This covers enforcement of hunting and fishing laws, disease research, habitat improvement, public access to public waterways and public lands. Hunters and anglers pay the bill. Now again, is it because they donate money? Well, no, it’s because back in the Franklin Delano Roosevelt administration we committed to the idea that if hunters wanted to hunt, and at the time, it was the Dark Ages, American wildlife was endangered due to rampant destruction of habitat from unregulated market hunting, so Roosevelt put it to the hunters and anglers, saying that if you’re going to be able to even consider the idea of ​​being a hunter, you’re going to have to pay for it, nobody else is going to pay for it. And then we put that tax system in place.

But when people come up with the idea of ​​a “backpack tax”, where e.g. bird watchers, or downhill skiers, or cross-country skiers, or mountain bikers, or whatever, can start footing the bill for wildlife and conservation [through taxes on gear], it generally seems like that industry has some sort of allergy to that conversation. They’ll tell you, “Oh, we’ve already paid enough taxes.” But when you buy a box of shotguns to go deer hunting, 13 percent of the price goes to wildlife, must go to wildlife.

It is no coincidence that the most popular game species are so well taken care of, because they have a huge advocacy business. You try to mess with moose and you’re going to run into a really serious problem. Because people love their resources, they fall to the floor to protect them.

Do you think that a backpack tax should be included in the law?
I would love to see that happen. I would happily pay five, ten, whatever percent more if I knew everyone else was doing the same and the money was going to go to state wildlife organizations, absolutely. I have no problem with that. I’m not really worried about overuse on behalf of the wilderness. You know, it’s no accident that we have the wildlife resources we have today. It is no coincidence that the most popular game species are so well taken care of, because they have a huge advocacy business. You try to mess with moose and you’re going to run into a really serious problem. Because people love their resources, they fall to the floor to protect them.

Rinella, fishing with an alternative means, on a trip to Guyana. Photo: Courtesy of The Meateater.

While hunting seems to be getting a bit more attention from non-hunting outdoor media – this interview is, I suppose, an example – there is still often a divide between hardcore hunters and hardcore non-hunting outdoorsmen. A shame really, since we were united we would be such a massive force for conservation and public lands advocacy. Can we close that gap?
I call it the track tension. It is very real. However, the burden is not only on non-hunters. I’m not going to come and say as a hunter “It’s all their fault.” I think it would be really smart for hunters and anglers to learn their history. In the European model of hunting and fishing, wildlife was linked to privilege and property. When we started USA, we had to deal with this issue. Through the Declaration of Independence, the things that were the rights of the sovereign—fish and game—were now the rights of the people. It does not say that fish and wildlife [and public lands] is the property of those who purchase hunting and fishing licenses. It is the property of the American people. I think it would be wise for hunters and anglers to understand exactly what that means – that it is something they have access to because it is owned by all of us. As we shape our decisions about how to treat, manage, handle and exploit fish and wildlife, to understand that this is something that is governed by the collective, we.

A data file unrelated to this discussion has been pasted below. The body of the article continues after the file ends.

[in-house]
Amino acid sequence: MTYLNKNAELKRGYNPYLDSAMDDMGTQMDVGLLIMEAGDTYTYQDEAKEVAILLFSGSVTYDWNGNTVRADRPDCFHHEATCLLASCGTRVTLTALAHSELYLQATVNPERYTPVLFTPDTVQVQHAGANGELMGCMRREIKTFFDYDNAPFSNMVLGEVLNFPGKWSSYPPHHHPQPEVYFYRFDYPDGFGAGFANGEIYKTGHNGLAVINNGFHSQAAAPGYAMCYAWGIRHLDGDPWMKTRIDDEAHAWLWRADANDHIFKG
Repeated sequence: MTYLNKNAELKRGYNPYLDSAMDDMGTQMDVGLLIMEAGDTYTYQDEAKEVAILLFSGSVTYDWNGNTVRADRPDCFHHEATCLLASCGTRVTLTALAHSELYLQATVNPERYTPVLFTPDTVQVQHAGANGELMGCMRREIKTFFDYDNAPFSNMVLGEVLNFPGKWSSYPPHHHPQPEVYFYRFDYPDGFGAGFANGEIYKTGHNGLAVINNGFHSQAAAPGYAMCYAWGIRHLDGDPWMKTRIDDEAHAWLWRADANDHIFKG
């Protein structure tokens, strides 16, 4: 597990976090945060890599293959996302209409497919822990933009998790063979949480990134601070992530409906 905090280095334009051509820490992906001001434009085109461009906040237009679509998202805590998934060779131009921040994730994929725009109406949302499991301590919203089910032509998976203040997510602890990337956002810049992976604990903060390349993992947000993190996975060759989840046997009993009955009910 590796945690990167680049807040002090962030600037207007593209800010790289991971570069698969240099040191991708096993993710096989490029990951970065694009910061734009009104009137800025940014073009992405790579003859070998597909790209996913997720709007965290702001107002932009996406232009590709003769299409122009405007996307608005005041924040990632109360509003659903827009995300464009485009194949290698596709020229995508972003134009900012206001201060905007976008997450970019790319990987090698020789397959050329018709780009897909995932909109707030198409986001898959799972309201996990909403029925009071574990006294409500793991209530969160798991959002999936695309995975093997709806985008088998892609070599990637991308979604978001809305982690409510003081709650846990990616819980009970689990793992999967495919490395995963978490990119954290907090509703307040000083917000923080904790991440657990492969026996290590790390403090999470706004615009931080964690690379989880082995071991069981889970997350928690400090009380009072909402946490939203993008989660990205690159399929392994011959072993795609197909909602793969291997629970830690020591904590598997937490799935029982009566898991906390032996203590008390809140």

Non-hunters should also understand the story here. Market hunters almost drove the buffalo to extinction. People who were shooters who, in an unregulated manner, without any oversight whatsoever, killed American wildlife to sell to the great metropolis; shot all the ducks, shot all the buffalo, shot all the deer, sold it. It was hunters who finally got the extremely fixed system in place [of wildlife management] as we have today. It is not even a moot point to say that America has the most successful and progressive form of wildlife management in the world. It was built by hunters and anglers. Then again, it’s people opening up and gaining an awareness of not only where we are now, but where we were and how we got to where we are now.

How can what you’re doing with Meateater help with that?
The goal here is to expand conversations around hunting and resources and to ask: Where are hunting and fishing going in America right now? And what are some of the responsibilities we have? What does the future look like? What must we do to ensure the safety of resources and the way of life? I think it will have positive effects. We’re creating a lot of interest among people who didn’t grow up with these things. It is my intention that it will take positive steps to address many of the things that we have talked about here.

Well, you’ve got this non-hunter thinking about what’s at stake when I eat meat. I was actually on a mountain bike ride last night and I almost ran over this little rabbit that just burst out of the bush right in front of me and my first thought was well if I run this thing over I’m going to bring it home and cook it – Rinella would have done that. I mean, I just missed it, but one of these days I’m going to hit one, and it’ll probably be my first hunt. I was thinking about what you would do when that happened.
Well, you have a moral obligation to that animal, but then you could end up getting a ticket for having it in your possession.

It becomes civil disobedience.